Special Agent Litzinger admits that he was unfamiliar with WebTV before this case; that he thought it was similar to a modem; and that he had no idea of how VHS recording devices actually worked before this case. When he seized the tapes, he believed he would find the Mueller images on them. Id. at 50. He also believed the videotape images would contain metadata useful to the Michigan case. Id. at 50-51. Special Agent Litzinger admits it never occurred to him that VHS tapes were analog tapes and that they would not contain metadata. Id. at 52. Special Agent Litzinger noticed a USB port on the WebTV box and assumed that whatever information was on the videotape was essentially the same as if it had been stored to a computer media. Id. at 55-57.

Once the tapes were taken to HSI offices in Grand Forks, Special Agent Litzinger and a support staff member, criminal research specialist Devon Stefanowicz, reviewed the tapes on a standard VHS player. Id. at 52-54. Neither Litzinger nor Stefanowicz is a forensic expert. They did not understand that no metadata could be contained on a VHS tape. Id. It is undisputable that metadata is not found on VHS recordings, as such recordings are analog and by definition metadata is digital. Tr. 15-27. It is also undisputable that any reasonably competent forensic computer scientist would know that metadata cannot be stored on analog tape. Id. at 25.

When Special Agent Litzinger and Stefanowicz viewed the VHS tapes, they discovered images of what appeared to be child pornography. Upon this discovery, they stopped viewing the tapes and sought an additional warrant. In the Matter of the Search of 747 VHS tapes seized from 716 6th St. S. #7, Wahpeton, ND held in the custody of the HSI RAC Grand Forks, ND, office located at 1209 N 47th St. Grand Forks, ND, Doc. #1, p. 5. A warrant to search the tapes for evidence of child pornography was issued by United States Magistrate Judge Karen K. Klein on December 20, 2010. Id. at Doc. # 2.

Hager moves to suppress the evidence seized on November 24, 2010, because the search exceeded the scope of the warrant, or in the alternative, the warrant lacked probable cause in violation of the Fourth Amendment to the United States Constitution. He also contends that the search does not fall into the good faith exception established in United States v. Leon, 468 U.S. 897 (1984). Finally, Hager seeks a Franks hearing on the ground that the original warrant application did not include relevant information, and that the withholding of the information was either intentionally or recklessly misleading.


A. Motion to Suppress

Under the Fourth Amendment, a search warrant is valid as long as it is supported by probable cause. United States v. Carpenter, 422 F.3d 738, 744 (8th Cir. 2005). Probable cause is determined by examining the "totality of the circumstances." Id. If the circumstances demonstrate sufficient facts to "create a fair probability that evidence of a crime will be found in the place to be searched" then there is probable cause to support the warrant. Id. (quoting United States v. Gabrio, 295 F.3d 880, 883 (8th Cir. 2002)).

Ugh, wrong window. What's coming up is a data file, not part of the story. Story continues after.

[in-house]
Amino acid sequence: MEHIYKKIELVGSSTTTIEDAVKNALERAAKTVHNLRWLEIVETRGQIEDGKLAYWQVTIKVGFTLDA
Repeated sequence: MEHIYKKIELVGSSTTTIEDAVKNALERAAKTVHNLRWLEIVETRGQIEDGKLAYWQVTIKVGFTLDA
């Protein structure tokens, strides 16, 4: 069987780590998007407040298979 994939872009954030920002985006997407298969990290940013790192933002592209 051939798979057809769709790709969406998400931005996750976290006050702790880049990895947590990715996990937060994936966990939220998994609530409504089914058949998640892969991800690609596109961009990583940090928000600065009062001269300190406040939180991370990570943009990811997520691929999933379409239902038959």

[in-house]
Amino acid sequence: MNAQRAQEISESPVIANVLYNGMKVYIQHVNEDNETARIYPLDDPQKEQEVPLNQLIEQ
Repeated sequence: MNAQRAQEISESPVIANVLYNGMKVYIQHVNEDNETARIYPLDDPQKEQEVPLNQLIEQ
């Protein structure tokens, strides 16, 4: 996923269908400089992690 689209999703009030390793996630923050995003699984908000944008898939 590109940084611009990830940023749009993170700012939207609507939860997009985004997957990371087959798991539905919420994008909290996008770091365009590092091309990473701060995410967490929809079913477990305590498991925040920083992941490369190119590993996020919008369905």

When employing a totality of the circumstances test, courts are to use a common-sense approach rather than a hyper-technical one. United States v. Carter, 413 F.3d 712, 714 (8th Cir. 2005). The proper standard is whether an affidavit sets forth sufficient facts to establish a "fair probability" that contraband or evidence of criminal activity will be found, which is not a certainty or even a preponderance of the evidence. Illinois v. Gates, 462 U.S. 213, 238 (1983). Investigators need not suspect the actual owner or occupant of a residence of a crime if there is probable cause to suspect the items to be seized are located on the property. Zurcher v. Standford Daily, 436 U.S. 547, 556 (1978). When search warrants are for evidence of the crimes of others, a probable cause evaluation includes consideration of law enforcement's purpose for obtaining the warrant. Warden v. Hayden, 387 U.S. 294, 307 (1967).

The warrant issued on November 23, 2010, sought to obtain images of Mueller's daughters sent by Mueller to Hager. The warrant application describes the images as sexually suggestive, a description Hager rejects. Even so, it is plain from the facts related to the magistrate judge, that the pictures certainly had some sort of erotic appeal to both Mueller and "CujoBen." The descriptions of the photographs of the minor victims were described luridly by both parties to the known email discussions.

While much has been made about the reference to EXIF-metadata in the supporting warrant affidavit and application, it is plain that neither the application nor the warrant itself limits application to files that could contain metadata. The warrant more broadly includes evidence of crimes committed by Mueller. The warrant authorized the agents to search and seize a broad array of media in order to locate the images of Mueller's daughters "wherever they may be stored or found, including but not limited to:

I. any computer, computer system and related peripherals; tapes, cassettes, . . . ." (Search Warrant Aff. 1, Att. B).

Hager also claims there was no basis in the warrant application for a neutral magistrate to find probable cause that other evidence of Mueller's criminal conduct might be in the Wahpeton residence. This reading is selective in the extreme. A fair review of the warrant application and the supporting affidavit indicates that Benjamin Hager had more than a passing knowledge of Mueller's criminality. The note and the purportedly semen-stained panties reflect a relationship between Mueller and Hager that went beyond merely exchanging emails.

Also, by the time the warrant was sought, Mueller had already admitted to the authorities that he had exchanged photographs of the rape of his own daughters over a peer-to-peer network with other men who were similarly interested in young girls. The depravity of the descriptions offered by "CujoBen" of the supposedly innocent photographs of those same young girls demonstrated a marked deviance toward young girls.

There was full probable cause to believe that "CujoBen" might well be in possession of contraband that could be significant evidence that would be useful in the Mueller trial. On top of this, the HSI produced evidence that Hager had been in inappropriate computer based contact with a minor child in 2009. The conversations between Hager and Mueller as well as Hager and KP involved a "little girl foot fetish."